When I was in college, I was a teacher's aide for an inner-city middle school. The kids who were there were all wrapped up in Top 40 Hip-Hop and I could tell a lot of the older teachers had no clue about this world. To some of them, I thought, Hip-hop must seem like a panoply of violent sentiments all shouted over a beat that rattles the apartment floor when you're trying to sleep.
Being young, I felt I could see both sides of it. “I like Lil' Wayne and Joni Mitchell
,” I thought. But when I heard The Money Store
for the first time, I really understood what it felt like for one of those middle-aged teachers as some punk kids drove by with their systems blasting. I wanted to like it, honestly, I just couldn't understand it.
Death Grips is an experimental hip-hop group whose aim is to blow your system up. Every grungy snare and every distorted loop bares this out: Death Grips hates your system. They want it broken.
And at first on “Get Got,” I'm along for the ride. “This,” I think “could grow on me.” And every power that Death Grips has is on display here, from MC Ride's intentionally sloppy delivery of deft lines no one can understand to Flatlander's ear-stabbing production work. For those just about three glorious minute, Death Grips is working for me.
Then, “The Fever (Aye Aye)” hits. Already I'm beginning to feel a tightening in my chest. MC Ride is really yelling. I am still navigating the slurry of mid-tempo beats, distorted synths (courtesy of Black Moth Super Rainbow, perhaps") and MC Ride's constant mushmouthed yelling.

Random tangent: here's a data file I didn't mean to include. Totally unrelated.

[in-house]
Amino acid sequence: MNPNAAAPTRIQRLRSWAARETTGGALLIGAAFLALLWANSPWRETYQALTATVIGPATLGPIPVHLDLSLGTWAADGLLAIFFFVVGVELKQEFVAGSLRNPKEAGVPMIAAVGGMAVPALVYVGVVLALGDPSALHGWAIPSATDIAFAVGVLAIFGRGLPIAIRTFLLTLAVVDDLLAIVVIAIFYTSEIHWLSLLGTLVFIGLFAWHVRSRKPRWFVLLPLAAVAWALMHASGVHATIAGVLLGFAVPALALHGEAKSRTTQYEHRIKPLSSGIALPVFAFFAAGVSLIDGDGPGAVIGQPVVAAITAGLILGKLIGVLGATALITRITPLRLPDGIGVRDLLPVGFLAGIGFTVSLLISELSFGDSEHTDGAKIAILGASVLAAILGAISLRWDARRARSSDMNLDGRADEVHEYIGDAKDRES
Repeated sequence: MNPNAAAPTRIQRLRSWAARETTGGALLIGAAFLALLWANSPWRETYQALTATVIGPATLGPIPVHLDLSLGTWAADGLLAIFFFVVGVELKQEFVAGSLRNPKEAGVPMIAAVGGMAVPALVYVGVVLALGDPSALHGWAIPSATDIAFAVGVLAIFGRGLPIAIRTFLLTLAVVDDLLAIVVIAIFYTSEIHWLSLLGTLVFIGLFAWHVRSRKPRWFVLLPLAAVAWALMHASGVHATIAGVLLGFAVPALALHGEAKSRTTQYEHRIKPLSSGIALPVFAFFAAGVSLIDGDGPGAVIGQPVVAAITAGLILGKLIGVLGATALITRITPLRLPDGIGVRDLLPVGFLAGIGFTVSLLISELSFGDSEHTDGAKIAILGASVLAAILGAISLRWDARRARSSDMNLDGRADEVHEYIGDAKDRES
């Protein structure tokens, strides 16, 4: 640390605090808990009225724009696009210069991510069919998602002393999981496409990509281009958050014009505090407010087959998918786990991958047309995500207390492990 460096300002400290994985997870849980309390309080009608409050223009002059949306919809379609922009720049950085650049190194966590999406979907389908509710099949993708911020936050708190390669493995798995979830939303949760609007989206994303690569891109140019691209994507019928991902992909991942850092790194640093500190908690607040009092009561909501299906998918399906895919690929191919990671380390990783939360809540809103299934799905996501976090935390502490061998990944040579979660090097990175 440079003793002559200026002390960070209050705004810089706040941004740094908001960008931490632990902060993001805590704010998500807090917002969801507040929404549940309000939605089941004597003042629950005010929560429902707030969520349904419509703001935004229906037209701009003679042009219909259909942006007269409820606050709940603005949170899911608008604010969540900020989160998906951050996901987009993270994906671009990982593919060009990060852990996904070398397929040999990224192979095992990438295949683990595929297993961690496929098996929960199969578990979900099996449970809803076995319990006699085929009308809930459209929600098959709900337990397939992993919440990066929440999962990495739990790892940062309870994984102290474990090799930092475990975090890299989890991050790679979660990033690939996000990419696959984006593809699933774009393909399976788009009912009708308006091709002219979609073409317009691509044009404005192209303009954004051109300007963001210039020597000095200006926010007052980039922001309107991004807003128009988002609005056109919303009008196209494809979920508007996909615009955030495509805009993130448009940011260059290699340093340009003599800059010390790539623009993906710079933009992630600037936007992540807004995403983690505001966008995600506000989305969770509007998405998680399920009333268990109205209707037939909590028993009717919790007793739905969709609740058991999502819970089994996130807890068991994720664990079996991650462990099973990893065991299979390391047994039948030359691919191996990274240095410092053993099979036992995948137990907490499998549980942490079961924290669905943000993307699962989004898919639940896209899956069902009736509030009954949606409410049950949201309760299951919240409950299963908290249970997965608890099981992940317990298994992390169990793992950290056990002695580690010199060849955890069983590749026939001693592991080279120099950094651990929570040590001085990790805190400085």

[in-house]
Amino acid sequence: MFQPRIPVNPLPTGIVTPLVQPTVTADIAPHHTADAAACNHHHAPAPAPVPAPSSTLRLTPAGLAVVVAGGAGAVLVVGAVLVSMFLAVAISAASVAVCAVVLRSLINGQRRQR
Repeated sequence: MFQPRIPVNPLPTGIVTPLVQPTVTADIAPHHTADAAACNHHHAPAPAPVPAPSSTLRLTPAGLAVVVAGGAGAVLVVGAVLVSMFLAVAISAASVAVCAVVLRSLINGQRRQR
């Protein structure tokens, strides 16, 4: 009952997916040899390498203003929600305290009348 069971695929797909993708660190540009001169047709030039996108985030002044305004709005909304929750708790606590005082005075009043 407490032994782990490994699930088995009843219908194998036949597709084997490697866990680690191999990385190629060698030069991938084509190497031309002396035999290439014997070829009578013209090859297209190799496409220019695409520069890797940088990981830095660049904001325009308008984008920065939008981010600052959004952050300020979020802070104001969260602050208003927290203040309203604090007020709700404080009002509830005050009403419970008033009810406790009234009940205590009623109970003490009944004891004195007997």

Yes, I know Ride is technically “rapping,” but on track after track, Ride's only mode is full-blast mean mugging. He is the anti-DOOM; where DOOM's relaxed tongue twisters were always set to chill, Ride's are set to kill. Actually, they must be set on a setting past kill; I imagine if anyone gave Death Grips a phaser, they would reverse engineer that *** and set it to annihilate.
Around “Double Helix,” I start to feel like MC Ride does not like me any more than he does my system. Every other rhyme is punched up with some dancehall sample and the drums seem to be stuck in a quicksand mire, unable to produce any timbres that don't bust guts. The whole thing sounds like fun-house rap, but you just ate three hot dogs and got off the Hurricane.
All the dirty synths and the chopping and screwing. All the hi-bass beats and the trashy drum loops. All of it is channeled into this unintelligible mass of spite.
What is Ride yelling" I don't know, at this point I am convinced he knows my name and he's coming for me. After 41 minutes of this agonizingly single-minded system-*** I am just confused and irritable.
I have become the middle-aged butt of the joke. Who are the kids listening to this" It's so loud and angry and quite frankly it scares me. I think I'm going to lie down and listen to Joni Mitchell.